July 19, 2012
Take this scenario: an entrepreneur assembles his financial paperwork and passes it off to an accountant, who completes the return and sends it back to the entrepreneur. He means to review it, but because it’s already mid-April and the return needs to get filed, he approves the return and submits it.
According to CPAs I spoke with, that scenario is far from hypothetical. In fact, it’s an all-too-common occurrence among entrepreneurs who, if audited, are responsible for the entire tax return.
While there isn’t necessarily much a small business owner can do to avoid being audited, there are steps that can make an audit less of a headache. Here are six:
Audit yourself first. When you have the chance to review the return, look it over before you sign it. If you sign the return, you are attesting to its accuracy, even if it was filed by a third party. “The IRS has the ability to match tax return data to statistical averages,” says Ken Stalcup of Somerset CPAs, a firm based in Indianapolis. “They will focus their collection efforts on returns falling outside the norms.”
Keep personal and business expenses separate. Maintain individual business and personal bank accounts and credit cards. Arguably one of the easiest tips to remember, it’s also one of the most common mistakes small business owners make.
Document all expenses. “You are required to keep all receipts and invoices as proof for both income and expense,” says Tiffany Powell of Sapphire Bookkeeping & Accounting. “Credit and bank statements do not qualify as proof something is a business expense.”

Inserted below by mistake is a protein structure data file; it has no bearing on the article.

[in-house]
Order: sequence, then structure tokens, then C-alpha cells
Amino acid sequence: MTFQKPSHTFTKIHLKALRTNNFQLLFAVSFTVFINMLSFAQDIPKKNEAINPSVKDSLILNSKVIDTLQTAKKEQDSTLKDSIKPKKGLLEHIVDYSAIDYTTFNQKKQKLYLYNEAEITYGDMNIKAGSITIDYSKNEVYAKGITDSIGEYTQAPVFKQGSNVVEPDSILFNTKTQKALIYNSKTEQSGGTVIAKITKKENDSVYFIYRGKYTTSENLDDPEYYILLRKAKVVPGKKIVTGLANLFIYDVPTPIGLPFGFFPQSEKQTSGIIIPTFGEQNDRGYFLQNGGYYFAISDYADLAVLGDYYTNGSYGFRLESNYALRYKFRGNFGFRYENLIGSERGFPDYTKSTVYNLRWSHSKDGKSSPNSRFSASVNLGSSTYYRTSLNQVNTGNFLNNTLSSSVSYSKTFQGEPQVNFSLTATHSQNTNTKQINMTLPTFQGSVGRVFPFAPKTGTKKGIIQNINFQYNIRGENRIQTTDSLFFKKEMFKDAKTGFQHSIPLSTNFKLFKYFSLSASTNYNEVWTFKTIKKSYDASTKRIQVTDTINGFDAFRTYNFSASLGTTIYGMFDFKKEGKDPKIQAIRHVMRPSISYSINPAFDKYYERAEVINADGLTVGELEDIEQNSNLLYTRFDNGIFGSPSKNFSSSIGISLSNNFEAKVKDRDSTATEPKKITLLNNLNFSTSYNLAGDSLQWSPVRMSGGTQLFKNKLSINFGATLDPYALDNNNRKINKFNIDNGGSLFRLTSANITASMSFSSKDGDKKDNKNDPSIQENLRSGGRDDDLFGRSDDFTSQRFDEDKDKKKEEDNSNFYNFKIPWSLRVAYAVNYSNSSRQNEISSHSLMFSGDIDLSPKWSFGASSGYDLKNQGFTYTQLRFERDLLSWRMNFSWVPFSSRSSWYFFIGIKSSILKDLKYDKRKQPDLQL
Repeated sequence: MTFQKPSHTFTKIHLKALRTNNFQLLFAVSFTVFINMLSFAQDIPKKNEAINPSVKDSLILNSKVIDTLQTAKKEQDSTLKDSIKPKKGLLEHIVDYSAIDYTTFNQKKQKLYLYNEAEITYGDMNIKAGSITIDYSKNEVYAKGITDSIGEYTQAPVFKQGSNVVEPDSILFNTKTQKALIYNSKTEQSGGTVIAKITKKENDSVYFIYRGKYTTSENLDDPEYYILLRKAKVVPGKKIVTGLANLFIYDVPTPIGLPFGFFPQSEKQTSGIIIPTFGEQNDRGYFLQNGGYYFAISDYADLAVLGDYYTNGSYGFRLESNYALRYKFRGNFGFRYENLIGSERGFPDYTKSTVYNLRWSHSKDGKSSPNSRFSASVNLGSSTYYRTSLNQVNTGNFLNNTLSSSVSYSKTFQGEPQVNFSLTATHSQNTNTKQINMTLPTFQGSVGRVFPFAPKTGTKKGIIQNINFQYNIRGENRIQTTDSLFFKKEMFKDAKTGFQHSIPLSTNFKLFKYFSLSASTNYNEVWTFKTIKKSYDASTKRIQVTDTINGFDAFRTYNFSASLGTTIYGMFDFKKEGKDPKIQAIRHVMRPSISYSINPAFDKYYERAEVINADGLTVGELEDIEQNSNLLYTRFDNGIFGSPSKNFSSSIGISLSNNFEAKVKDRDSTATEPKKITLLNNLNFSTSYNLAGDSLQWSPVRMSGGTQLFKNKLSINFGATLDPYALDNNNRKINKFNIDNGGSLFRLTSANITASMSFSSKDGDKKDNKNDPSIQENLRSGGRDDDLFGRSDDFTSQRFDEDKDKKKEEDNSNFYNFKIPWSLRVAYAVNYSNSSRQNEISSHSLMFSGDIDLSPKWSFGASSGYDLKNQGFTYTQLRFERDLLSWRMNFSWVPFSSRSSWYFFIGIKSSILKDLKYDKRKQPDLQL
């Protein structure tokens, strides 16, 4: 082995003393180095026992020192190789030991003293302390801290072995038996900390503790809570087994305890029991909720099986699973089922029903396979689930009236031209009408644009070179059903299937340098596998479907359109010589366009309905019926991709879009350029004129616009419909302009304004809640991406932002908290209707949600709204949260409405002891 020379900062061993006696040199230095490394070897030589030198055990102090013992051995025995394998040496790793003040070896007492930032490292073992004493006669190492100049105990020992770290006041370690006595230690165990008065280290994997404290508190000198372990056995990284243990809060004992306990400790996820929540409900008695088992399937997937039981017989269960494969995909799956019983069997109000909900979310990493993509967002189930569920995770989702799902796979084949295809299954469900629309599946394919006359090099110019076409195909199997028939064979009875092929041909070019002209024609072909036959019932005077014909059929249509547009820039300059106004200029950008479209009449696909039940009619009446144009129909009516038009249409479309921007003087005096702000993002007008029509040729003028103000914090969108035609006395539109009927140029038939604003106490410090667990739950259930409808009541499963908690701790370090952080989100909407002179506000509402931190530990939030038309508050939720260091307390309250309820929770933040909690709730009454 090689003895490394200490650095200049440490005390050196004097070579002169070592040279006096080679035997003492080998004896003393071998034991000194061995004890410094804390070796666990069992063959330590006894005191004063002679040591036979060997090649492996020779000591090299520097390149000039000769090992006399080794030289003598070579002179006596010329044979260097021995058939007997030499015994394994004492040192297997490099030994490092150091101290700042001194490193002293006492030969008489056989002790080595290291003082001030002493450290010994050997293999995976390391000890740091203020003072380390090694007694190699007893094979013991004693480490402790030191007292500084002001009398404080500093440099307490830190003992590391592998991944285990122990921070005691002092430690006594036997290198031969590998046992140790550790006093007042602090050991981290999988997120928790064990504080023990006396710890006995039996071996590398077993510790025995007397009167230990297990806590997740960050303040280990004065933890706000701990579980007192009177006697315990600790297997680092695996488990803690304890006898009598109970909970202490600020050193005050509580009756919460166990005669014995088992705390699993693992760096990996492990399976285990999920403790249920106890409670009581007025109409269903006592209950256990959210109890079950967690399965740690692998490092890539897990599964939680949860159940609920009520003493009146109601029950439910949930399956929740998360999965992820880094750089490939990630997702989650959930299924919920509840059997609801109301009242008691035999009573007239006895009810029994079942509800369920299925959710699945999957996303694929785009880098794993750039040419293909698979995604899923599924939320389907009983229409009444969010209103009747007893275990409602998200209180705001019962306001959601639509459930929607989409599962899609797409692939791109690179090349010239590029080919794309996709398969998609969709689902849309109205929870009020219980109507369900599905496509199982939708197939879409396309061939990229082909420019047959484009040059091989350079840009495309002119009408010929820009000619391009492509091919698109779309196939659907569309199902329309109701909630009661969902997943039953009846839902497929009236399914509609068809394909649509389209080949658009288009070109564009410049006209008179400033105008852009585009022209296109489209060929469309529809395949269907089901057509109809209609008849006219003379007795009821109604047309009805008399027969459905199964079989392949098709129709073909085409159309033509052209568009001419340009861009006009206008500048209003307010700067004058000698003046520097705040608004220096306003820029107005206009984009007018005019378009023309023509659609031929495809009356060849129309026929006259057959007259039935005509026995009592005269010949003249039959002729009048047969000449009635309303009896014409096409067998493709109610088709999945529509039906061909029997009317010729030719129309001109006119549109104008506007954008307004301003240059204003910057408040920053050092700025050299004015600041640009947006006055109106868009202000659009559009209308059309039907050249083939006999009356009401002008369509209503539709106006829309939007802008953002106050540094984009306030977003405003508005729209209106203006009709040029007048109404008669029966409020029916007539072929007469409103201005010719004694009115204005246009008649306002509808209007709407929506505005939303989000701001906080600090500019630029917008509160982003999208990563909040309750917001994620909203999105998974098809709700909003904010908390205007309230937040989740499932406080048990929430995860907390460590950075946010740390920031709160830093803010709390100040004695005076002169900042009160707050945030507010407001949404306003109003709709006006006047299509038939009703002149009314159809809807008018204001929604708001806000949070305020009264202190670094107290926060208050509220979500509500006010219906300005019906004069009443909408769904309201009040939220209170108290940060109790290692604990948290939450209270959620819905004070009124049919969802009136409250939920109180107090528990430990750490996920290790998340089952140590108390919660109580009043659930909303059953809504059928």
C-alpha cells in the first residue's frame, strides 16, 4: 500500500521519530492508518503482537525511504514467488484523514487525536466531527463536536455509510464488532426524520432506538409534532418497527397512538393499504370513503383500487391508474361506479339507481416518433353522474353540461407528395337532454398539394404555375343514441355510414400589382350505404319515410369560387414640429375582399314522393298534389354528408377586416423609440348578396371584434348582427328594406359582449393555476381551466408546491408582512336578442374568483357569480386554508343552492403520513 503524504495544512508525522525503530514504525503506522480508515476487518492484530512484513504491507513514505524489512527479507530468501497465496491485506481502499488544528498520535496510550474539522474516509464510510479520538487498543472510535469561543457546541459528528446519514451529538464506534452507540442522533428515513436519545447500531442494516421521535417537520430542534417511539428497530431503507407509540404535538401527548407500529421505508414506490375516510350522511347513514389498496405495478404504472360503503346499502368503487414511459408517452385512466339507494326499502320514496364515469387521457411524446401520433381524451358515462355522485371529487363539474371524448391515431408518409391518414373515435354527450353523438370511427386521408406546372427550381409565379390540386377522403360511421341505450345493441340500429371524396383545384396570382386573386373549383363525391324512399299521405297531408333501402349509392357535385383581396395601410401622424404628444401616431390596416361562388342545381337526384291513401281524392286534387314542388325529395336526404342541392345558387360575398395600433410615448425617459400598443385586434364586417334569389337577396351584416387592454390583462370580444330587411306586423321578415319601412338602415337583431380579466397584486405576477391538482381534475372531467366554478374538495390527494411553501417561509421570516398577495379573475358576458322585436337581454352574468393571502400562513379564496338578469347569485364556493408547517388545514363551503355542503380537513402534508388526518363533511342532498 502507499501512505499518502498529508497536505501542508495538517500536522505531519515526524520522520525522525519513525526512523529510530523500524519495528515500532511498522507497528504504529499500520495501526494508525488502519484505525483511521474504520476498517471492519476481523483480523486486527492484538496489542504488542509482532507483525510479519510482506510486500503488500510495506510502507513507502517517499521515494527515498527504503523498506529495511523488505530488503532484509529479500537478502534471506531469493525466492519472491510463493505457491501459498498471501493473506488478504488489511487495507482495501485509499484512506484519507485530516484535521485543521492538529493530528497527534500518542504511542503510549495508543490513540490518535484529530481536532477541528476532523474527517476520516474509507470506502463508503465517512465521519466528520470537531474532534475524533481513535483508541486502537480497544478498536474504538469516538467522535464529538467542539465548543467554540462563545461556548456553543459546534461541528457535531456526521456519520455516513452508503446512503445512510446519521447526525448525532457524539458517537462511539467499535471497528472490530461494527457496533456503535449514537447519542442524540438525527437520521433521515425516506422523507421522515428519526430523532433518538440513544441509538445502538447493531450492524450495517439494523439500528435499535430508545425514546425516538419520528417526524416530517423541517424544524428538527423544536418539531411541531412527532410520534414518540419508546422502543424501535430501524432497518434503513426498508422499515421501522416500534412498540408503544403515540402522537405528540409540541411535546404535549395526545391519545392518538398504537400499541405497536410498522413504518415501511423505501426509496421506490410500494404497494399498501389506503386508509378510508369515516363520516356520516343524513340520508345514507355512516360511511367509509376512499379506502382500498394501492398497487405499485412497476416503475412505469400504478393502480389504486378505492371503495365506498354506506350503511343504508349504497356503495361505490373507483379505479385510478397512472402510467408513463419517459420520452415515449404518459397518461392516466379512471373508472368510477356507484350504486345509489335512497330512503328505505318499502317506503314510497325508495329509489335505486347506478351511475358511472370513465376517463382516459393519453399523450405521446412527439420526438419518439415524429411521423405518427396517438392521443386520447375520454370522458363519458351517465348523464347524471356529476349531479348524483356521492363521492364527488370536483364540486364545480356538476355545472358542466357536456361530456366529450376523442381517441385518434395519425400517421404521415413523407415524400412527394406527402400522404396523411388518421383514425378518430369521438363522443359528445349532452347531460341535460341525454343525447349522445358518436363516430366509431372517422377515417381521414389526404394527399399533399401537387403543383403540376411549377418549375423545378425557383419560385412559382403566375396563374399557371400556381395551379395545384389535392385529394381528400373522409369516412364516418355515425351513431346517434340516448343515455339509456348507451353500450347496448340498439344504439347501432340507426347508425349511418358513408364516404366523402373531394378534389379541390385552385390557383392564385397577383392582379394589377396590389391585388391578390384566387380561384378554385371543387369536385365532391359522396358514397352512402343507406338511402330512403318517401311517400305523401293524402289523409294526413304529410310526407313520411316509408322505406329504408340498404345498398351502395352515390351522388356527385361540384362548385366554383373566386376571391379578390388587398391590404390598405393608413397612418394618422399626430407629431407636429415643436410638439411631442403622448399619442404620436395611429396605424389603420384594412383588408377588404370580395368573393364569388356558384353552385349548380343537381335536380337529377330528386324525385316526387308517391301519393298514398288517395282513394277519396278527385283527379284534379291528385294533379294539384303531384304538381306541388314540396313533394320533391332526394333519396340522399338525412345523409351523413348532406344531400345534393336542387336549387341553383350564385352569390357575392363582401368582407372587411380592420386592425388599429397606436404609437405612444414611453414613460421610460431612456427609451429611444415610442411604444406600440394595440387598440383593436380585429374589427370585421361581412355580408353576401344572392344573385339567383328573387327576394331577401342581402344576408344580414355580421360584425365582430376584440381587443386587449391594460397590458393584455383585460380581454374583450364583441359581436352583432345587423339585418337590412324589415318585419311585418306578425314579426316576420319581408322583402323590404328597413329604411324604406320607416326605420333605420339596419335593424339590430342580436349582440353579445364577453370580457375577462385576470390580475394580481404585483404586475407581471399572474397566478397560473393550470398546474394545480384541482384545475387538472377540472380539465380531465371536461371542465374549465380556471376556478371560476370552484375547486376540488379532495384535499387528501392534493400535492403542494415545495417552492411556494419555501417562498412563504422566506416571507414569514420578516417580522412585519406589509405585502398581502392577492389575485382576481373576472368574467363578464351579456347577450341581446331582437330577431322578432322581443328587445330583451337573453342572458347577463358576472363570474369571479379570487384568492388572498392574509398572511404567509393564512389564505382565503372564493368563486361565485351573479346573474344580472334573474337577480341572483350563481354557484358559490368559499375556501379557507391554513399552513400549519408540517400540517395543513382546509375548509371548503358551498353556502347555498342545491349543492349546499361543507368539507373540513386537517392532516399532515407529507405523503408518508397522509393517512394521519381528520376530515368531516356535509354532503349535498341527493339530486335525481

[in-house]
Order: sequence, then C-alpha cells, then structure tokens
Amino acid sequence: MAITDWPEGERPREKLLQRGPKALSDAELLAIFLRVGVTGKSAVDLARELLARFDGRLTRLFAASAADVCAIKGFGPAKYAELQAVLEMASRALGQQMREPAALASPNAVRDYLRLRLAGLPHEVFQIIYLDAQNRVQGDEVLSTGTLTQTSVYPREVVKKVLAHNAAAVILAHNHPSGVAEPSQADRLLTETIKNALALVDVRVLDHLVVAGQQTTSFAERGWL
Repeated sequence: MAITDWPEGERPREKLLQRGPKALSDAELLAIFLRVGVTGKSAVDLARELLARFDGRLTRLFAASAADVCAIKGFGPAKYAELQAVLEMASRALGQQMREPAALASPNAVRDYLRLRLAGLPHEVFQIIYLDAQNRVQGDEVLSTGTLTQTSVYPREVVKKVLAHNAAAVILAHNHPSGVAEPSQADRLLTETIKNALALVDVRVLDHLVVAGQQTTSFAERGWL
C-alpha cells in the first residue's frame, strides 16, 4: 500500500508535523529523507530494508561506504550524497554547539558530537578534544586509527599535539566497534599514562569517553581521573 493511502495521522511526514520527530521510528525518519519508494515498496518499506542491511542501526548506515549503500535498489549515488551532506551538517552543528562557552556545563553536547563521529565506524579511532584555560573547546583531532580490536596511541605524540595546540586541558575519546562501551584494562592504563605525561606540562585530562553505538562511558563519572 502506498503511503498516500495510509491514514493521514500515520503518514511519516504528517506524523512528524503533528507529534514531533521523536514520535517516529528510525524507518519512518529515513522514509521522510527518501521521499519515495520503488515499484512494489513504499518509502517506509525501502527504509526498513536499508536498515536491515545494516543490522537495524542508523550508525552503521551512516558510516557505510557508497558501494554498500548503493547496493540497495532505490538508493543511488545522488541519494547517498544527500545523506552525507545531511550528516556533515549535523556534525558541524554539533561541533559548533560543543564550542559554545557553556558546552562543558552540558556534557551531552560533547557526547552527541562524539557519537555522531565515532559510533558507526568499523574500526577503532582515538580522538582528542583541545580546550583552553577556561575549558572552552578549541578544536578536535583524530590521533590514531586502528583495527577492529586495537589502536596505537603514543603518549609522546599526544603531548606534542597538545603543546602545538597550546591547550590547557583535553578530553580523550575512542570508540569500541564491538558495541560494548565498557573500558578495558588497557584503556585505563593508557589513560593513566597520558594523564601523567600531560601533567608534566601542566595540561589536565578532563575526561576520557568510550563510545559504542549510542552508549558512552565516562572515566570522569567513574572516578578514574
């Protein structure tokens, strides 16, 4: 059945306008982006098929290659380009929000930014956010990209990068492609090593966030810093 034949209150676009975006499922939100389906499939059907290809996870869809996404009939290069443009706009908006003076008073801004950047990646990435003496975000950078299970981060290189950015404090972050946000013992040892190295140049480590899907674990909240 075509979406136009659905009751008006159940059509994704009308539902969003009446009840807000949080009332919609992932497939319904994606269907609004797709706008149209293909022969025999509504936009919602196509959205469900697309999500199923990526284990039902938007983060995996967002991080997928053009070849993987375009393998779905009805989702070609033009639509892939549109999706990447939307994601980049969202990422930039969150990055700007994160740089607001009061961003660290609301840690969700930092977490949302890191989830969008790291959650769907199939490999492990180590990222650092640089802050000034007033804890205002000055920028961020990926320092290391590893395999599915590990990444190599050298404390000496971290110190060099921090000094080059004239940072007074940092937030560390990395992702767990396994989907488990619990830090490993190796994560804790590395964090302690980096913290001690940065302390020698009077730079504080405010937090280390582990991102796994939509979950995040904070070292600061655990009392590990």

Understand your deductions. If you take a 100 percent home-office deduction, for example, you’re doing something wrong. This deduction is only valid as a percentage of your home (or apartment) that you use exclusively for work purposes, usually a small fraction of your living space. A similar rule applies to deductions for transportation, insurance, and entertainment.
Respect the auditor. This means meeting deadlines and remaining respectful, keeping in mind that some decisions might be subjective. Building a rapport with the auditor and your CPA can even expedite the process in some cases, saving you time and money.
Avoid filing a late return. Filing late is an audit red flag and puts you at a disadvantage from the start. According to Steve Hoffman, partner of The Ordinary Success Project, one common mistake entrepreneurs make on their taxes is assuming that an extension gives them extra time to pay. “It is only an extension of time to file, not to pay, and penalties can be assessed for not paying on time,” Hoffman says.
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